Brian Cram officially has retired after 11 years as superintendent of the Clark County School District.
In recent weeks, Cram has been lauded from all corners of Southern Nevada society for his tireless efforts in guiding what is now the sixth-largest school district in the United States. Newspapers have devoted space to his career as an educator and administrator. Television cameras have captured Cram in an increasingly candid posture as he has held forth on the unmet needs of schoolchildren in our community. He recently accepted a position as the director of educational and community initiatives for the Greenspun Family Foundation.
I gladly stand and shout that Cram deserves great credit for keeping our public school system afloat during a most amazing period of growth. Cram's good deeds will far outlive his shortcomings.
With that said, not a single word of official appreciation has been uttered in the name of the dozens of dedicated Clark County schoolteachers who retire each June after performing one of the hardest jobs going: educating young people in a complex world.
The school district doesn't do a damn thing to celebrate the end of the careers of its sage educators, who with due respect to the departed superintendent are a helluva lot more important in the grand scheme of things than a gaggle of well-paid bureaucrats.
I'm talking about the front-line foot soldiers in the war on ignorance, the math instructors who answer calls from stumped students at all hours of the night, the English and literature teachers who solve the awful riddle of illiteracy every day of their underpaid careers.
They are the heroes of the Clark County School District. That's a fact Cram would surely verify.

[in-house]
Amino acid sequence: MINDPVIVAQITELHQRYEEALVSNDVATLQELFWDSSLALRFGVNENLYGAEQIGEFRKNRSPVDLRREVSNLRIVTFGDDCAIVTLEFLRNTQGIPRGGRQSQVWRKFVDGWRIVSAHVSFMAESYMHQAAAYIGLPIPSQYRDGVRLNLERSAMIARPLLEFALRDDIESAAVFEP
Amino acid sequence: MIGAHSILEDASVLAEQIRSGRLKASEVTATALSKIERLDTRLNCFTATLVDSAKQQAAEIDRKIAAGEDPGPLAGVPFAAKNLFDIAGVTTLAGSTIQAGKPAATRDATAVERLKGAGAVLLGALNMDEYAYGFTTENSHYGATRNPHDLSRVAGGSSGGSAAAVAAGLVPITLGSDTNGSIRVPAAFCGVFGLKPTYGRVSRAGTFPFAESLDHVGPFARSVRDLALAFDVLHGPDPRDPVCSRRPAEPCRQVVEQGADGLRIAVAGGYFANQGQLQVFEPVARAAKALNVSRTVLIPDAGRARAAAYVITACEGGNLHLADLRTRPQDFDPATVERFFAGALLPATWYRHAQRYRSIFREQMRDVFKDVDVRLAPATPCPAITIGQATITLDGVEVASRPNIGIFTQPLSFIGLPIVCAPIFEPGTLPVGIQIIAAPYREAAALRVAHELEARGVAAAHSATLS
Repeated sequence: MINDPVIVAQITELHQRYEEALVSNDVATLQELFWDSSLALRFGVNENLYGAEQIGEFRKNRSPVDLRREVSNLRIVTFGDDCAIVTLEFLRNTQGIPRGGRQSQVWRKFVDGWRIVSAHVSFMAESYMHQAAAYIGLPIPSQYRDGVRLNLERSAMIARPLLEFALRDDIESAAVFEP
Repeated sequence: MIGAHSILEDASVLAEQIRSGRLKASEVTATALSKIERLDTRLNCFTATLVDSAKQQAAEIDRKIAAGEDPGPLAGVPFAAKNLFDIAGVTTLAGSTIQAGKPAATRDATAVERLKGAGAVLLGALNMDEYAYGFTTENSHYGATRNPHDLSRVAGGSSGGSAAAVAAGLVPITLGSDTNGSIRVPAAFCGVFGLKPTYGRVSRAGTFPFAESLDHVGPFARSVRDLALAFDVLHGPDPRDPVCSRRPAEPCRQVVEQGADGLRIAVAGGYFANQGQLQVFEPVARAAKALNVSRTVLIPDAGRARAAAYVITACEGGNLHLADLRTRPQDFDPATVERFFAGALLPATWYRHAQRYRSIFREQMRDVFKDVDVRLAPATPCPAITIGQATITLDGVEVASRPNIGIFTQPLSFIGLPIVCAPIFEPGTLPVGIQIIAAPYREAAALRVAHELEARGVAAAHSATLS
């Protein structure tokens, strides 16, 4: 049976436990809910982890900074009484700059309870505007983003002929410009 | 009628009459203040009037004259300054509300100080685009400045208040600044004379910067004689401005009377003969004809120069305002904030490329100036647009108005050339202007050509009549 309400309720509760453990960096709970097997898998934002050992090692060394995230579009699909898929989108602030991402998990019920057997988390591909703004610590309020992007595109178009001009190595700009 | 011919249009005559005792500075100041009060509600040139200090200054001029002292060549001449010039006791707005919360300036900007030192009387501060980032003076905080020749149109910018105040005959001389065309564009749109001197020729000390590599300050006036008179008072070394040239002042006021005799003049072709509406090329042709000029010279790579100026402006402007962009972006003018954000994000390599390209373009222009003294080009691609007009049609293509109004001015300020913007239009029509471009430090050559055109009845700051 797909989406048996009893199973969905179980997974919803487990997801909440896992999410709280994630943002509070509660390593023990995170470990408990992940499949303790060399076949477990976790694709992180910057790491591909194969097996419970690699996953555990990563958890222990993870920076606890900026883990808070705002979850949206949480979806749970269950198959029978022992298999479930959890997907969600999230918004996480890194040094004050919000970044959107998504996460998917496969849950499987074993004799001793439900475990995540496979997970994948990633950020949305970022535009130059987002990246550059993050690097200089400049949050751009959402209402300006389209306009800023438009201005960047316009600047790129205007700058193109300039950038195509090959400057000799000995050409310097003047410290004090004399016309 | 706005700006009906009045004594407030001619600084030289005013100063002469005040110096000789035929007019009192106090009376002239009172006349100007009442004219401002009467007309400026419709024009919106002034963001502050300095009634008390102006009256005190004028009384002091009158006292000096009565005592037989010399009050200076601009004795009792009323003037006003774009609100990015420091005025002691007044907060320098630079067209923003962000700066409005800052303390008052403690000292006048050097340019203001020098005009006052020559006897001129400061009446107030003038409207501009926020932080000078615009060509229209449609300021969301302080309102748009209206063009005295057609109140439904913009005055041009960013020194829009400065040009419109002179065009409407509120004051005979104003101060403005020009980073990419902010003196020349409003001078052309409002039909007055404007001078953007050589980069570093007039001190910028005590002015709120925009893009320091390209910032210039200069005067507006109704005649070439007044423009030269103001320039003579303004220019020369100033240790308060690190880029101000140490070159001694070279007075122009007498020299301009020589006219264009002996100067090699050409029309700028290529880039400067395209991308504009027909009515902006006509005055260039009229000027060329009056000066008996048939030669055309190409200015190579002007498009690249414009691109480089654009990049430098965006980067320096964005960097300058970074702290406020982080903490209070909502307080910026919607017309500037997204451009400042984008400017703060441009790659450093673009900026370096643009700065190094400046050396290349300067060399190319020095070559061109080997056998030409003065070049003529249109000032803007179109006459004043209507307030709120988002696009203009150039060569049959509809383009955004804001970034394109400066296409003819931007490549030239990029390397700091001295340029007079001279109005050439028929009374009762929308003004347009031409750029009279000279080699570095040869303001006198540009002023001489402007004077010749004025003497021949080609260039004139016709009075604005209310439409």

So why doesn't the school district officially acknowledge its own when they close the attendance book and wipe down the chalkboard for the last time?
Is it something as appallingly shallow as the separation between management and labor?
It can't be that long since those administrators were in the classroom slogging it out day after day. Surely they can't have forgotten how difficult the job of teaching really is.
Jenny Kucan suspects that they have.
Kucan is one of those foot soldiers who devoted blood, sweat, tears and 27 years to teaching. When she retired in 1999, something strange happened.
She thought she might receive a letter of recognition from the superintendent, or at least a note from a member of the administration.
Instead, she received silence.
It wasn't always that way. As late as five years ago, Cram sent a brief form letter to departing educators.
The only official correspondence Kucan received was a letter informing her that her health insurance was changing because of her retired status. Written by Administrative Specialist Nancy Craft, it started out pleasant enough: "We would like to take this opportunity to express the appreciation of the Clark County School District for the years of service you are now completing in educating the youth of our district."
But it was a form letter that devoted itself to an explanation of the COBRA Law.
It was such treatment that has motivated Kucan to start the Retiring Teachers Appreciation Committee for the purpose of recognizing those educators who have spent their careers with our children. A retirees' appreciation night at one of the local resorts is one of several good ideas Kucan and her friends have come up with.
Trouble is, no one at the School District is listening.
Not yet, anyway.
I can only hope that incoming Superintendent Carlos Garcia reads this and runs with the idea. It's a worthy one.
Like a legion of teachers before her, Kucan didn't get into education to be loved and win awards (although she was once named Role Model of the Year by the state attorney general's office). She didn't expect roses, a brass band or ticker tape parade when she retired.
A lousy post card would have been nice.
It shouldn't be too much to ask.
Don't you agree, Mr. Garcia?
John L. Smith's column appears Wednesdays in the Nevada Appeal. Reach him at (702) 383-0295 or Smith@lasvegas.com.